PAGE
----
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Moose in the road in front of an oncoming car

This Is What You Should Do If You Hit a Moose on the Road

Driving in Alaska can be dangerous for several reasons—bad roads, snow, ice, and wildlife. Moose, in particular, pose dangers that have the potential to be fatal.

Every year, 600-800 moose lose their lives due to Alaska drivers. Vehicles that collide with moose are seriously damaged and occupants are often injured.

Here’s what you should do if you hit a moose while driving:

Contact the Alaska State Troopers

The first thing you should do after colliding with a moose is to contact the Alaska State Troopers and report the incident. By law, you are required to report any car accident you’re involved in, and more specifically, you must report accidentally striking or killing a moose.

The troopers will either send a wildlife trooper or a patrol trooper to secure the scene, carry out an investigation and if needed, put the moose to rest.

Turn On Your Hazard Lights

While you wait for the troopers to arrive, it’s a good idea to turn on your hazard lights and put out a flare or warning triangle if you have one so that other drivers know to be extra careful around you and your vehicle.

Don’t Shoot the Moose Yourself

It is unlawful to take a moose outside of normal hunting seasons, which means you could potentially be committing a crime if you accidentally kill a moose with your car and then salvage it and take it home.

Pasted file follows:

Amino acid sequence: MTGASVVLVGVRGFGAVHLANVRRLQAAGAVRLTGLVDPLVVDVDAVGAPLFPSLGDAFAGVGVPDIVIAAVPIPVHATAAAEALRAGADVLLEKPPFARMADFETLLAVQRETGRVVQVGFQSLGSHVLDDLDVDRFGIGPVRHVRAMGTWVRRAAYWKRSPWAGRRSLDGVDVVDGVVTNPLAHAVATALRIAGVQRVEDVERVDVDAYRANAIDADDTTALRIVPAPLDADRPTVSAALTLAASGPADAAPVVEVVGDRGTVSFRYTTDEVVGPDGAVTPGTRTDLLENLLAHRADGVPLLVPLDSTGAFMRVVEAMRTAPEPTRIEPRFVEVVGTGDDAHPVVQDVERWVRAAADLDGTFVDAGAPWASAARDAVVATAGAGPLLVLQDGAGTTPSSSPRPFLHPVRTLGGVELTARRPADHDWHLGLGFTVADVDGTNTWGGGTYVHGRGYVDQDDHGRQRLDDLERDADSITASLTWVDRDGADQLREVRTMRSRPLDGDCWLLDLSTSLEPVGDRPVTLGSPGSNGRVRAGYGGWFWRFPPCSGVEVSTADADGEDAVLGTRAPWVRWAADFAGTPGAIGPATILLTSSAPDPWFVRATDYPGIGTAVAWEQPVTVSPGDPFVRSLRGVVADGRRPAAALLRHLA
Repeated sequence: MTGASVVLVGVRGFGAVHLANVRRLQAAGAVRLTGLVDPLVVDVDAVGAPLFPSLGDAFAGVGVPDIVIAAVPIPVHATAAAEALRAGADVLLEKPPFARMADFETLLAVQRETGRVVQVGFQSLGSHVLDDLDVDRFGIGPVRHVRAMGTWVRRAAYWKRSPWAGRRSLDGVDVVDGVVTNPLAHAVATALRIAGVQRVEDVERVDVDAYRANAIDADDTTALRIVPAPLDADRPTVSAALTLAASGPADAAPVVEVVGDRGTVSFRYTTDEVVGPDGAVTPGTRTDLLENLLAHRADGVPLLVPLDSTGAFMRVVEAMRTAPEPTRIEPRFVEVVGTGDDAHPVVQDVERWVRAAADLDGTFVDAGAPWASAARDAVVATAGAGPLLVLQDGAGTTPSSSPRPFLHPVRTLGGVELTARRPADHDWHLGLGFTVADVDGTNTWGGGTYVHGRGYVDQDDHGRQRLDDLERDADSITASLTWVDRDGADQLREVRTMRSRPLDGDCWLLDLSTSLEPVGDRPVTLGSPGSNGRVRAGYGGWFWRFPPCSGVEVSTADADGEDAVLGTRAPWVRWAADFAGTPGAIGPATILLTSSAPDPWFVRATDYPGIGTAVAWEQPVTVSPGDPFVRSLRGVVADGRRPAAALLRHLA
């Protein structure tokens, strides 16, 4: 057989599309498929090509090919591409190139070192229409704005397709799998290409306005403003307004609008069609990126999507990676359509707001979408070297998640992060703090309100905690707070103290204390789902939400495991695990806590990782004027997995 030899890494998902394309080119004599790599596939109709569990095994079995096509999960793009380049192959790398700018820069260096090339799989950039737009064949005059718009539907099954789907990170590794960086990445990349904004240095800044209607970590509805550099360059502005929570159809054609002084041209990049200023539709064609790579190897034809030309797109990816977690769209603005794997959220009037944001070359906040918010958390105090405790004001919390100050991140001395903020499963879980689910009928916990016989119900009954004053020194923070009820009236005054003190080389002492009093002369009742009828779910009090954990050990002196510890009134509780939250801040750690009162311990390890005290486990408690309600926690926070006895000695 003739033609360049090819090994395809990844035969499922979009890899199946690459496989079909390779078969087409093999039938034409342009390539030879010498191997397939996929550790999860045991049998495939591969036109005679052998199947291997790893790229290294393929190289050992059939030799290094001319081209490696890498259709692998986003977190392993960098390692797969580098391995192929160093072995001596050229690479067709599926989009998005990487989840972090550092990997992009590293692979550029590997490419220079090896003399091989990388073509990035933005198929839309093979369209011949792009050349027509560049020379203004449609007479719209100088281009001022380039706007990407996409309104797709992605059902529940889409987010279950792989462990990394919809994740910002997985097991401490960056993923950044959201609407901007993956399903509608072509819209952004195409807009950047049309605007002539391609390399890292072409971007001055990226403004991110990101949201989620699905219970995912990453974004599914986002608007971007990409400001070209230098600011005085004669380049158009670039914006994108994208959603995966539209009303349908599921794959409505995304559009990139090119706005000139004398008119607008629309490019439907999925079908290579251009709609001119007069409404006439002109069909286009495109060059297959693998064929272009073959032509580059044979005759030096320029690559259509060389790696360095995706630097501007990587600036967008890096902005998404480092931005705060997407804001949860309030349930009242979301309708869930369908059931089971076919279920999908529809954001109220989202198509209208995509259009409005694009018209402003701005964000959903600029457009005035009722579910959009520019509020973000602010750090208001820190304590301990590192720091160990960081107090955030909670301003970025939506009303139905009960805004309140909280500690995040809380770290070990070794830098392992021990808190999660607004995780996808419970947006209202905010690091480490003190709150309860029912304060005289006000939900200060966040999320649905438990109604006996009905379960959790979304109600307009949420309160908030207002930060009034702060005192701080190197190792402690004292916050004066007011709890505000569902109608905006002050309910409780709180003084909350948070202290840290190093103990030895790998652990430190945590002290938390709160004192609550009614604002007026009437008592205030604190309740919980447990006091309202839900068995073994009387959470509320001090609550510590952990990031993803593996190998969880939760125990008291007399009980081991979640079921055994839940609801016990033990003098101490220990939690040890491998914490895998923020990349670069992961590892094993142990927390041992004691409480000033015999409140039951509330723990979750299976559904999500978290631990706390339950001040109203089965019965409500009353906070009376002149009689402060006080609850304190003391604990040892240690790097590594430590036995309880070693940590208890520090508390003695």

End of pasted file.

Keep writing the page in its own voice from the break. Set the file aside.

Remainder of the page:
When you speak with the trooper to report the wreck, if they are unable to arrive at the scene for an extended period of time, they may instruct you to shoot the moose yourself if you have the means to. However, keep in mind that you may only do this if you are specifically instructed by a trooper to do so. Once the moose is no longer alive, the troopers will take care of salvaging the moose and distributing it to someone on the salvage list.

These Tips Apply to More Animals Than Just Moose

The steps will be the same no matter what kind of animal you collide with, whether it be a big game animal, moose, bear, muskox, or sheep. Always be sure to contact the Alaska State Troopers to report the incident and find out how you should proceed with respect to the animal.

If you’ve been in an injury-sustaining accident, you may be owed compensation. Our attorneys have helped many other people in similar situations, and we may be able to help you, too.

Call Farnsworth & Vance today at (907) 290-2576 or complete a form to speak with an attorney about your potential case.